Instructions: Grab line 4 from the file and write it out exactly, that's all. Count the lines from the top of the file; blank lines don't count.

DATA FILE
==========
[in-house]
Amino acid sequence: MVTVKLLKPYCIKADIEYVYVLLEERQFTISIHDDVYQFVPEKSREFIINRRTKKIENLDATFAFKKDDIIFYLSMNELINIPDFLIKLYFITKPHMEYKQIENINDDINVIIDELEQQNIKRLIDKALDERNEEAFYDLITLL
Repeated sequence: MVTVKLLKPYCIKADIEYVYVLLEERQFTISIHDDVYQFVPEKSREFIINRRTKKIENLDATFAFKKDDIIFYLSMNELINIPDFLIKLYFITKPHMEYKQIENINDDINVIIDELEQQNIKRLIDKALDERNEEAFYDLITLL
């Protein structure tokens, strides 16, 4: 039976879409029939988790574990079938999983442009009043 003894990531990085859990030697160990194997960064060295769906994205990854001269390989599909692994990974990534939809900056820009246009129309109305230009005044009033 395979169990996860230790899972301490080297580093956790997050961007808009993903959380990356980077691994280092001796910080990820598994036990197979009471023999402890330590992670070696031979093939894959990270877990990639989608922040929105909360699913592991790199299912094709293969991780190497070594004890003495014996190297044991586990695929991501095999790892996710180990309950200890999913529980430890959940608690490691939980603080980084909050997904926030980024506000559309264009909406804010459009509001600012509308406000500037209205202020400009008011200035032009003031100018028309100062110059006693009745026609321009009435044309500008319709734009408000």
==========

């Protein structure tokens, strides 16, 4: 039976879409029939988790574990079938999983442009009043 003894990531990085859990030697160990194997960064060295769906994205990854001269390989599909692994990974990534939809900056820009246009129309109305230009005044009033 395979169990996860230790899972301490080297580093956790997050961007808009993903959380990356980077691994280092001796910080990820598994036990197979009471023999402890330590992670070696031979093939894959990270877990990639989608922040929105909360699913592991790199299912094709293969991780190497070594004890003495014996190297044991586990695929991501095999790892996710180990309950200890999913529980430890959940608690490691939980603080980084909050997904926030980024506000559309264009909406804010459009509001600012509308406000500037209205202020400009008011200035032009003031100018028309100062110059006693009745026609321009009435044309500008319709734009408000």